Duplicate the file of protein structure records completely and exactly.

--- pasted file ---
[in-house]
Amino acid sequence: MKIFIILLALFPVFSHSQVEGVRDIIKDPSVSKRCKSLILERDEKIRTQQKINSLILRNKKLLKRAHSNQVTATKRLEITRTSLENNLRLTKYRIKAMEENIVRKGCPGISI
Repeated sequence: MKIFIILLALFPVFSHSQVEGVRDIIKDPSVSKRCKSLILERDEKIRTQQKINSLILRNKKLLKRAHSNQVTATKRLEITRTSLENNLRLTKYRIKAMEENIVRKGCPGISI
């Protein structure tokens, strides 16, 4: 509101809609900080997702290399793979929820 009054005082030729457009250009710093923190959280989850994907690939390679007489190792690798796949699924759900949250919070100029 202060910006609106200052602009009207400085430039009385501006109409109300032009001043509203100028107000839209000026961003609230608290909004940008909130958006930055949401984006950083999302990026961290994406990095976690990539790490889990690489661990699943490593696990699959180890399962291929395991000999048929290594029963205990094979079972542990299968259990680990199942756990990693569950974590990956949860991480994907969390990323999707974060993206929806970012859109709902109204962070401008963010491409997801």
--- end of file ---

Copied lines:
[in-house]
Amino acid sequence: MKIFIILLALFPVFSHSQVEGVRDIIKDPSVSKRCKSLILERDEKIRTQQKINSLILRNKKLLKRAHSNQVTATKRLEITRTSLENNLRLTKYRIKAMEENIVRKGCPGISI
Repeated sequence: MKIFIILLALFPVFSHSQVEGVRDIIKDPSVSKRCKSLILERDEKIRTQQKINSLILRNKKLLKRAHSNQVTATKRLEITRTSLENNLRLTKYRIKAMEENIVRKGCPGISI
């Protein structure tokens, strides 16, 4: 509101809609900080997702290399793979929820 009054005082030729457009250009710093923190959280989850994907690939390679007489190792690798796949699924759900949250919070100029 202060910006609106200052602009009207400085430039009385501006109409109300032009001043509203100028107000839209000026961003609230608290909004940008909130958006930055949401984006950083999302990026961290994406990095976690990539790490889990690489661990699943490593696990699959180890399962291929395991000999048929290594029963205990094979079972542990299968259990680990199942756990990693569950974590990956949860991480994907969390990323999707974060993206929806970012859109709902109204962070401008963010491409997801």